|WASHINGTON, May 3, 2011 – When Wendy Duffman first heard that Osama bin Laden, al-Qaida's leader and the mastermind behind 9/11, was dead, she felt a sense of elation, then relief.|
Her brother, Air Force Tech. Sgt. Scott Eric Duffman, died four years ago in a helicopter crash in Afghanistan -- a war launched in the wake of the deadly terrorist attacks. And as an American Airlines flight attendant in 2001, she lost friends and colleagues on the planes that crashed into the Pentagon and Twin Towers, and onto a field in Pennsylvania.
“I woke up for the first time in four years feeling like my brother didn't die in vain,” Duffman said.
The news of bin Laden's death May 1 set off an emotional chain reaction across the nation. As the president prepared to brief the nation, hundreds of people gathered in front of the White House to celebrate the news and display their patriotism, waving American flags and singing the national anthem. Since then, social media networks have lit up with celebratory comments.
The reaction has been somewhat more subdued among surviving family members who lost a loved one on 9/11 or in the subsequent and related wars.
While elated at bin Laden's death, Duffman said, she feels it's a “small victory.”
“I don't want people to forget there are others like bin Laden,” she said. “The war isn't over. We still have troops in harm's way.”
Many survivors have mixed emotions about the news, said Ami Neiberger-Miller, spokeswoman for the Tragedy Assistance Program for Survivors, a support group for survivors of fallen military loved ones.
Neiberger-Miller noted that some people have talked of a sense of closure because of bin Laden's demise. Yet, “there's not a sense of real closure; you can't have closure from something like this,” she said.
Lisa Dolan understands that firsthand. Her husband, Navy Capt. Bob Dolan, was killed in the Pentagon on 9/11 when Flight 77 struck the building.
The news of bin Laden's death seemed surreal at first, Dolan said, then bittersweet.
“Nothing will bring back my husband and the almost 3,000 men, women and children that were killed on Sept. 11, 2011,” she said. “Is there some vindication in the death of bin Laden? Maybe. However, I do feel incredibly proud of our military. They have sacrificed so much for our freedoms.”
Dolan's son, Beau, was at college -– he's a freshman at Notre Dame -- when he heard the news. At first he felt “dumbstruck,” he said. Then, “I started to realize how great it was, [and] the feeling of being dumbstruck transformed into sheer excitement.
“I couldn't believe that it was finally over,” he said. “There seemed to be a chapter that had been finally finished in my life.”
In a display of unity, scores of students ran up and down the campus “quad” chanting “USA” and singing patriotic songs, he recalled.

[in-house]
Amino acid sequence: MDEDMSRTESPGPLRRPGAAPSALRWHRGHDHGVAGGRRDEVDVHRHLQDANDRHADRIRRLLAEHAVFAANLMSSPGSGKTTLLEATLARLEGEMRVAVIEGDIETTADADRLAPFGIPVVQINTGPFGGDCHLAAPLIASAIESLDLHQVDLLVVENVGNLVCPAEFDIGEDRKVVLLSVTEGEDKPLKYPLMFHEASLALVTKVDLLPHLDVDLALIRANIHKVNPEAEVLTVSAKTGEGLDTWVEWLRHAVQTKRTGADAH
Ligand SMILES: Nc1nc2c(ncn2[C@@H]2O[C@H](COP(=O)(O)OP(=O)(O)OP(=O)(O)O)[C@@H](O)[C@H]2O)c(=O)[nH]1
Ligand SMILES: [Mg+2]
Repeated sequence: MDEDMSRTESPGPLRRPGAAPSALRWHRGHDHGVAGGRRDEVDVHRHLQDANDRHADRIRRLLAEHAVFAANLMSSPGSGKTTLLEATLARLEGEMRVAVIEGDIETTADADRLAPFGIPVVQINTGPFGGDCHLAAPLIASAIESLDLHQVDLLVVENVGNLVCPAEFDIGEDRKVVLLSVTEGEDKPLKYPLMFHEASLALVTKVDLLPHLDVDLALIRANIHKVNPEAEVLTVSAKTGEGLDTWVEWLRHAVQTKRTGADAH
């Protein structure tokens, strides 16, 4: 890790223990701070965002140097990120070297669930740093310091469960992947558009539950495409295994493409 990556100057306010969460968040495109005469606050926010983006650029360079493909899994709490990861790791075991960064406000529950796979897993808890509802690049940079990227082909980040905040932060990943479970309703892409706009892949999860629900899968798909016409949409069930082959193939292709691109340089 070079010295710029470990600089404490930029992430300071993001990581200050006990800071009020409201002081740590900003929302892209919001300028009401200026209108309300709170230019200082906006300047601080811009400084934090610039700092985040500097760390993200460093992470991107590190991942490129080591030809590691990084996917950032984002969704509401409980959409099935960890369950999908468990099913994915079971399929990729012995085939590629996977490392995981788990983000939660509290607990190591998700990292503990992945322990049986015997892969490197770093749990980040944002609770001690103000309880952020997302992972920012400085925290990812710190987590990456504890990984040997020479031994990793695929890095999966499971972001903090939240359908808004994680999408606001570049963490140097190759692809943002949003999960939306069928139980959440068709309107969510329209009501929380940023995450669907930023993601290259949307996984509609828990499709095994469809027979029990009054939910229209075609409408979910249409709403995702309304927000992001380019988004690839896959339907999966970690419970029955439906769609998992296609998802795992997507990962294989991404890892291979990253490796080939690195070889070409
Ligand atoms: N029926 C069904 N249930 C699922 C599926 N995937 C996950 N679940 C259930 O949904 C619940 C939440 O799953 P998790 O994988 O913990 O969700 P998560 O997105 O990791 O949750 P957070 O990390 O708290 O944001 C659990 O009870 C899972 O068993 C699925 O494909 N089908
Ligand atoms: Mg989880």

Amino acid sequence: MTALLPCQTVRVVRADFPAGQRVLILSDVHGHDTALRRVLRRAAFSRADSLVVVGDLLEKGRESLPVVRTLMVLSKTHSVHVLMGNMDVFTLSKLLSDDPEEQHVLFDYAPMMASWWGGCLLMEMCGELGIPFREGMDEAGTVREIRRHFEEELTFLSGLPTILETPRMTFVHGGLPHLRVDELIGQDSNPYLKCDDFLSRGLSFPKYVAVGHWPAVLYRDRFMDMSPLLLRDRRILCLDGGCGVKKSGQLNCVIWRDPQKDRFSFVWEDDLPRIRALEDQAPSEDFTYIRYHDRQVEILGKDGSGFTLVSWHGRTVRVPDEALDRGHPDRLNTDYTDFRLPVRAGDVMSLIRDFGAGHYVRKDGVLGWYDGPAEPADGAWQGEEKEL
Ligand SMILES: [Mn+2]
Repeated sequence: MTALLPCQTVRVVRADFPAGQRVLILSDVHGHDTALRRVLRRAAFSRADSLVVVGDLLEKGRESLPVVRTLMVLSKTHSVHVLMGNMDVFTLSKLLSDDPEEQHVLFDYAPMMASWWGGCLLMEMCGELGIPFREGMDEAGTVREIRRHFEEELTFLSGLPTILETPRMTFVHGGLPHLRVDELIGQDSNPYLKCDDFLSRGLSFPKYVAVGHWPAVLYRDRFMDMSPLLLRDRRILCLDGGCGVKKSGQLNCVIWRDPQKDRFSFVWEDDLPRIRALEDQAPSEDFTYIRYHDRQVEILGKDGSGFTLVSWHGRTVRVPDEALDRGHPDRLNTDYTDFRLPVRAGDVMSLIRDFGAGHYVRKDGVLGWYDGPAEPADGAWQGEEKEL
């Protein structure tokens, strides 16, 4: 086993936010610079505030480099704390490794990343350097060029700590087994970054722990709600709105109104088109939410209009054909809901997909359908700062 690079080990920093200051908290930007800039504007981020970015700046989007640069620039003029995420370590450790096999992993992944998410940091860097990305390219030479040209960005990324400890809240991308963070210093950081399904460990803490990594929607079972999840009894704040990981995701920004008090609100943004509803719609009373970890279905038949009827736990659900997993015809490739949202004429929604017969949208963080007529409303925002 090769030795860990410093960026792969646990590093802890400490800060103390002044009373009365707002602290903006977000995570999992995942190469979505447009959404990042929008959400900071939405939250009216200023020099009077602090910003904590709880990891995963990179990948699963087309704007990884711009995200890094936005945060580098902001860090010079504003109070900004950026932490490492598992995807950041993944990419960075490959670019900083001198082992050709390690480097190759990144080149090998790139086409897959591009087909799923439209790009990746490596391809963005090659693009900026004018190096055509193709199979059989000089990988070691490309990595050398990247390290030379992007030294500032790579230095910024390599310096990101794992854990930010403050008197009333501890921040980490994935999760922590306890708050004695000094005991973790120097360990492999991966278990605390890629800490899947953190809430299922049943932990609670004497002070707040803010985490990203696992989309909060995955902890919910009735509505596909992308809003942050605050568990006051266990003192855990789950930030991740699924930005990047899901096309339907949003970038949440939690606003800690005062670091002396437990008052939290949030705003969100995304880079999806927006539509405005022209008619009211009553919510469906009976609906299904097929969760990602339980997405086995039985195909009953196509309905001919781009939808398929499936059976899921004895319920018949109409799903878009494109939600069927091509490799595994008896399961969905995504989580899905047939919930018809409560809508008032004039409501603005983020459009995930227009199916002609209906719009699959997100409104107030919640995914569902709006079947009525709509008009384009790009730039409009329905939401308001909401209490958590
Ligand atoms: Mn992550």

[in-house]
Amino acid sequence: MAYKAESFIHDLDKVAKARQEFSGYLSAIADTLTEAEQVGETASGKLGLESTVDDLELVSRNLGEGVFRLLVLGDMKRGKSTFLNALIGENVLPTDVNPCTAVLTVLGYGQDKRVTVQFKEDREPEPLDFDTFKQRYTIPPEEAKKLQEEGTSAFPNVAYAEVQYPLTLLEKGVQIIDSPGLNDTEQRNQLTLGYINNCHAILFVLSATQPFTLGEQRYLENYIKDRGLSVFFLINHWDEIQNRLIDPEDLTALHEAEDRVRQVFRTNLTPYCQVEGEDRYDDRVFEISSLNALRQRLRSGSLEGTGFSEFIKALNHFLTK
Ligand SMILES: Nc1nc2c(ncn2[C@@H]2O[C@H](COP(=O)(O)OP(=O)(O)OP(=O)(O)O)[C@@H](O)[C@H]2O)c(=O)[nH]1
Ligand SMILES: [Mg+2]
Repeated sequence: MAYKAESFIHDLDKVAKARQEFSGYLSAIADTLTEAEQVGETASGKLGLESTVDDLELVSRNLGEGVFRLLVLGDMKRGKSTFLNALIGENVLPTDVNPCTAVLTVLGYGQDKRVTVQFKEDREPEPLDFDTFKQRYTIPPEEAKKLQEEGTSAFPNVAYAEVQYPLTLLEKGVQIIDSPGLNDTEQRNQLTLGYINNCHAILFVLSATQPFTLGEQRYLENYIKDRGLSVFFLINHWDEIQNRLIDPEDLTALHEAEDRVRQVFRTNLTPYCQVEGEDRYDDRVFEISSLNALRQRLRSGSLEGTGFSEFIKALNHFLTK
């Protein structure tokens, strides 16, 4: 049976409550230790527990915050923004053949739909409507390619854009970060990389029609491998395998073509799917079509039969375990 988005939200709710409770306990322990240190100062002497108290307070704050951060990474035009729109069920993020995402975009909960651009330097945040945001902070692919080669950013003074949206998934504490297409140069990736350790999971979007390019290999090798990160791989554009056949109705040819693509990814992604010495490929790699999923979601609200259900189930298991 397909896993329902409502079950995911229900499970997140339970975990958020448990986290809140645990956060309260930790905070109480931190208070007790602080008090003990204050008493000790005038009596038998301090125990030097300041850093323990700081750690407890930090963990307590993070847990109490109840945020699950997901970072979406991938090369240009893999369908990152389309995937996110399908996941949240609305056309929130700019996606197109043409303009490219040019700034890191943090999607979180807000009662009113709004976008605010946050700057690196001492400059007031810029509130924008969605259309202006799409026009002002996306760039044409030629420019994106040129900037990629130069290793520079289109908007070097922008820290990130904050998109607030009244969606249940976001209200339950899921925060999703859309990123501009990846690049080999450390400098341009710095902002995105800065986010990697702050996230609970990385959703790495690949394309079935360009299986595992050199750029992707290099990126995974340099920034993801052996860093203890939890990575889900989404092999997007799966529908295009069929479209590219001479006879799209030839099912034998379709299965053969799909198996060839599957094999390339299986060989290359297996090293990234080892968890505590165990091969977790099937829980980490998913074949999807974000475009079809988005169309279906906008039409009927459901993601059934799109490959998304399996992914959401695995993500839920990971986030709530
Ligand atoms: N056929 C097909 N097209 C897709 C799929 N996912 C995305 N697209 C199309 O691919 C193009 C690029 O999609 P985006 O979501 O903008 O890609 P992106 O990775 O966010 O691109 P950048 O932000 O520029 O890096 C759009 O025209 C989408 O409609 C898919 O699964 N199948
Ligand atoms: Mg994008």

“It really was an awesome experience and display of love for the country,” he said.
Dolan's daughter, Rebecca, is coupling her excitement with caution.
“I've always had it in my mind that Osama bin Laden ... might always be there looming,” she said. “I'm excited to think that there is one fewer terrorist out there. I also feel that there is still work to be done -- that bin Laden's death does not signal the end of terrorism as we know it.”
Trish Lawton also is concerned about the repercussions of bin Laden's death. “It's a little scary,” she said. “How many groups are going to want to avenge his death? How is that going to affect our normal day-to-day life? It brings me to wonder what lies ahead.”
Lawton learned of bin Laden's death yesterday morning, while getting her two sons ready for school. Her husband, Marine Capt. Garret Lawton, was killed in 2008 by a roadside bomb in Afghanistan. The boys were ages 4 and 6 at the time of their father's death, she said.
“I know that my late husband would have been elated that our servicemembers had a successful mission,” she said.
As for her sons, “Maybe they will feel some sort of peace that their dad played a part in eventually making today possible,” she said, close to tears.
While emotions seem to be running the gamut from elation to caution, Miller has traced a common thread of patriotism among survivors. Many people within the survivor community have changed their social networking profile picture to a patriotic symbol or to a picture of their lost loved one, she said.
Miller changed her Facebook profile picture to a picture of her brother's tombstone. Army Spc. Christopher Neiberger was killed Aug. 6, 2007, in Baghdad.
“I would hope I would never celebrate the death of another human being, but I do feel that justice was served,” she said of bin Laden's death. “I'm very proud of my brother and the military and all of those people who have given so much.
“It's a momentous day for a lot of people,” she said.